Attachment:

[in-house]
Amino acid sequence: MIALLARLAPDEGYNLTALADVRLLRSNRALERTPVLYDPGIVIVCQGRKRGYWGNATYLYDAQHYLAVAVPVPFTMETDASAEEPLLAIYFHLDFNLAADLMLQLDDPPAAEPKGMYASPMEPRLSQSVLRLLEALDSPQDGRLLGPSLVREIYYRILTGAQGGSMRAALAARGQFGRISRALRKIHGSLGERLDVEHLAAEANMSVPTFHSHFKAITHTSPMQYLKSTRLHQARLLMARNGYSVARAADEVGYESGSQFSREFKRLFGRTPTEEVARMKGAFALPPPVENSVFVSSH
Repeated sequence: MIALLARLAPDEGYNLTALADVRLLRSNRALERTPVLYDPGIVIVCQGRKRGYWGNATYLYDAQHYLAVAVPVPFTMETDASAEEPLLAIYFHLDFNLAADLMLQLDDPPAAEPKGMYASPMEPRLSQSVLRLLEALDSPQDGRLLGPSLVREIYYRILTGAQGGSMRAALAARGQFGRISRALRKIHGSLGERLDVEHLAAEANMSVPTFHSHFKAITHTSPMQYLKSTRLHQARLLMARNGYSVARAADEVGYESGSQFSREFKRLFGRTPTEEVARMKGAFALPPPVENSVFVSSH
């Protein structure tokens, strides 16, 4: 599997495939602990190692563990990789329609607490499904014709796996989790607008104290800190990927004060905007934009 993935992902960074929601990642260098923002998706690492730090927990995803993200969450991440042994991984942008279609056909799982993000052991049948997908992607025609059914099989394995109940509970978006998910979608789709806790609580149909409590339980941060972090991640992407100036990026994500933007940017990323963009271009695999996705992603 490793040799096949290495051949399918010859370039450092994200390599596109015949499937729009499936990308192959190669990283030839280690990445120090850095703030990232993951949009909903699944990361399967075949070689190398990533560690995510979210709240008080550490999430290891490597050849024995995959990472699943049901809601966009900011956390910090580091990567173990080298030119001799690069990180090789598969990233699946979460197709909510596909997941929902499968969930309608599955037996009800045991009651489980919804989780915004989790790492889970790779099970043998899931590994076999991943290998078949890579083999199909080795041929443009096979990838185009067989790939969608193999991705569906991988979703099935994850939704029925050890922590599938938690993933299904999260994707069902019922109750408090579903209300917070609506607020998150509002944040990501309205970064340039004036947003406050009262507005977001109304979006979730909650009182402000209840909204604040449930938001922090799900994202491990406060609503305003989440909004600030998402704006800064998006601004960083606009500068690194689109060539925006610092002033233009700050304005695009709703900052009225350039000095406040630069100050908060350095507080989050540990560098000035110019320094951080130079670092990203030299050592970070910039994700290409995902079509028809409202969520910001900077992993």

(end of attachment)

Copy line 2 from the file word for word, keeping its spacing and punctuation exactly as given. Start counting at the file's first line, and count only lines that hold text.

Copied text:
Amino acid sequence: MIALLARLAPDEGYNLTALADVRLLRSNRALERTPVLYDPGIVIVCQGRKRGYWGNATYLYDAQHYLAVAVPVPFTMETDASAEEPLLAIYFHLDFNLAADLMLQLDDPPAAEPKGMYASPMEPRLSQSVLRLLEALDSPQDGRLLGPSLVREIYYRILTGAQGGSMRAALAARGQFGRISRALRKIHGSLGERLDVEHLAAEANMSVPTFHSHFKAITHTSPMQYLKSTRLHQARLLMARNGYSVARAADEVGYESGSQFSREFKRLFGRTPTEEVARMKGAFALPPPVENSVFVSSH